Oregon’s law on allegedly mentally ill persons (colloquially known as AMIPs) has nothing to do with legal insanity or being unfit to stand for trial. The mental commitment process isn’t part of the criminal code. It’s an attempt to provide a constitutional structure for people suffering such severe mental illness that they pose an immediate physical threat to themselves or others, or who won’t provide for such a basic need as eating.
These cases are heartbreaking. They are usually brought by concerned family members, rarely by the cops, never by the district attorney’s office. Here’s a fairly typical example:
A family member repeatedly calls Clatsop Behavioral Healthcare (CBH) because their adult son is convinced outside governments are communicating with him through microwaves that only he can hear. One day he threatens to blow up a local government building to stop the voices. He yells, screams, takes out the kitchen knives and begins cutting himself.
A crime hasn’t been committed. The police won’t engage, even if the family says they’re afraid of what the son might do. CBH will send one or two case workers to assess the situation and write a report. If they believe the son meets the qualifications, CBH will apply to the court for an order. If the judge believes the person qualifies under Oregon law, she will sign a warrant of detention. At this point the sheriff’s office is delegated the responsibility of transporting the person to whatever mental hospital between Coos Bay and the Idaho border is available.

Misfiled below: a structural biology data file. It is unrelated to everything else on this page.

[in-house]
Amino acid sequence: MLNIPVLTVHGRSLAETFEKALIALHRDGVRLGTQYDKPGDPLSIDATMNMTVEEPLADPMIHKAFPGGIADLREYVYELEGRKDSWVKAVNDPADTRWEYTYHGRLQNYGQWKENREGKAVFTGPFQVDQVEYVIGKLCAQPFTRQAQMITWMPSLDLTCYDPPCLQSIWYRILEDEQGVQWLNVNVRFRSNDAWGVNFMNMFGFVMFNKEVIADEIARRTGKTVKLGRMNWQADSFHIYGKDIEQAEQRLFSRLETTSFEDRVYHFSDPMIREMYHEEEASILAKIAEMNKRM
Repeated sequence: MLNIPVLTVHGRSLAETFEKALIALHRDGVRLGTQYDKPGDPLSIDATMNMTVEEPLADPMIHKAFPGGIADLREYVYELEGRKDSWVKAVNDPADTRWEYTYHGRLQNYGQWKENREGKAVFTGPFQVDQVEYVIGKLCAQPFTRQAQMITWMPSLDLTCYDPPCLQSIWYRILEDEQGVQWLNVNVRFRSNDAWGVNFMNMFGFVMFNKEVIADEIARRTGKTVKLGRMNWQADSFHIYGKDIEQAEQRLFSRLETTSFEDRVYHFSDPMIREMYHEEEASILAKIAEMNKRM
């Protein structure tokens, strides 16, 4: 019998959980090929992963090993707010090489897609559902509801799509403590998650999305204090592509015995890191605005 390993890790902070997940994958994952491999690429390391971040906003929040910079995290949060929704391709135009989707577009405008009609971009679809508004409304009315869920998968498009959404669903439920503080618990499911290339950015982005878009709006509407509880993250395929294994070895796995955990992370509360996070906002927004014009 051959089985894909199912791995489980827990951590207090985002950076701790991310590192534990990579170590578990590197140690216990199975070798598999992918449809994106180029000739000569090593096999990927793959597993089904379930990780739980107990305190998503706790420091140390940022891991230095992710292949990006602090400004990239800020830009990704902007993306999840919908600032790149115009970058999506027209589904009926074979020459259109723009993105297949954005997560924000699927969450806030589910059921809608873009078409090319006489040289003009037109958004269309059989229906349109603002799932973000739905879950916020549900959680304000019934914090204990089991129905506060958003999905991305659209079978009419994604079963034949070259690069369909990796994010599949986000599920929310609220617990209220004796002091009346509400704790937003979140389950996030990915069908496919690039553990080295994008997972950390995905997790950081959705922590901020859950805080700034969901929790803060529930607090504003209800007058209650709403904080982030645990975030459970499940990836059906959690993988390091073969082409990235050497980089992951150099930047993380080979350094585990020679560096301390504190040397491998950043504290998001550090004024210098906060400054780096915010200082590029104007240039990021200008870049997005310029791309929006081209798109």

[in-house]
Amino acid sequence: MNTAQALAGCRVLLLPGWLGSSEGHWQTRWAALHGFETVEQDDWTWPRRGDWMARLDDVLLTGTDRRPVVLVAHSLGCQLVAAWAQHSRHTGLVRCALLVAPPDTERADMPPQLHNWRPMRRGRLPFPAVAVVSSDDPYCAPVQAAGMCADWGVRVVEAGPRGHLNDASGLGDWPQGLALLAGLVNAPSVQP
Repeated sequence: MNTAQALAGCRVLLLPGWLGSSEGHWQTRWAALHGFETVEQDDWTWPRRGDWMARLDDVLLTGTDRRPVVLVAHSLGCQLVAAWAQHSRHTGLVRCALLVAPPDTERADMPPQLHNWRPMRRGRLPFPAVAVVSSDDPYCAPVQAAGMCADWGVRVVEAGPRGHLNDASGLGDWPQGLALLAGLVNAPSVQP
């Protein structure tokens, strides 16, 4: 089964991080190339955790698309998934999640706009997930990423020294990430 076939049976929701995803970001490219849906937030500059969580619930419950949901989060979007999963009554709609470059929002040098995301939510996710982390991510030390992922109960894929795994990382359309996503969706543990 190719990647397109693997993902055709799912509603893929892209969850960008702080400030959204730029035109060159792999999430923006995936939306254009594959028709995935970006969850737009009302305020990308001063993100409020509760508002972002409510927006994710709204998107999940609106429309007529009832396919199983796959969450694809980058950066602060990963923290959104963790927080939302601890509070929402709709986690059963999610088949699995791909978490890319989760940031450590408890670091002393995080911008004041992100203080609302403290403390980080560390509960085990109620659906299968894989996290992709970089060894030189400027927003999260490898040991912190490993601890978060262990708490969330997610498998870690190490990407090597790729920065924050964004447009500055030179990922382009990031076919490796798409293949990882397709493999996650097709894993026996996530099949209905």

Let’s say the person is “decompensating” -- falling apart -- in a store. Making a terrible and frightening scene but not destroying any property. The store is likely to call the police. The police will likely come to ensure a crime hasn’t taken place. This is one of the social services we’ve come to expect the police to provide. They will try to “de-escalate,” or calm down, the person, and possibly suggest he leave the store. Police are trained in de-escalation. The officer is there to make sure no one is getting hurt and that the guy doesn’t have a weapon. Once the officer has assured that, she will call CBH to have that agency come and assess the person. Often CBH doesn’t or can’t immediately respond, so the officer has to stay around to make sure the person is safe and that the situation doesn’t escalate. If the officer can articulate an imminent danger, she can hold the person temporarily, usually in the back of the police car, until CBH arrives.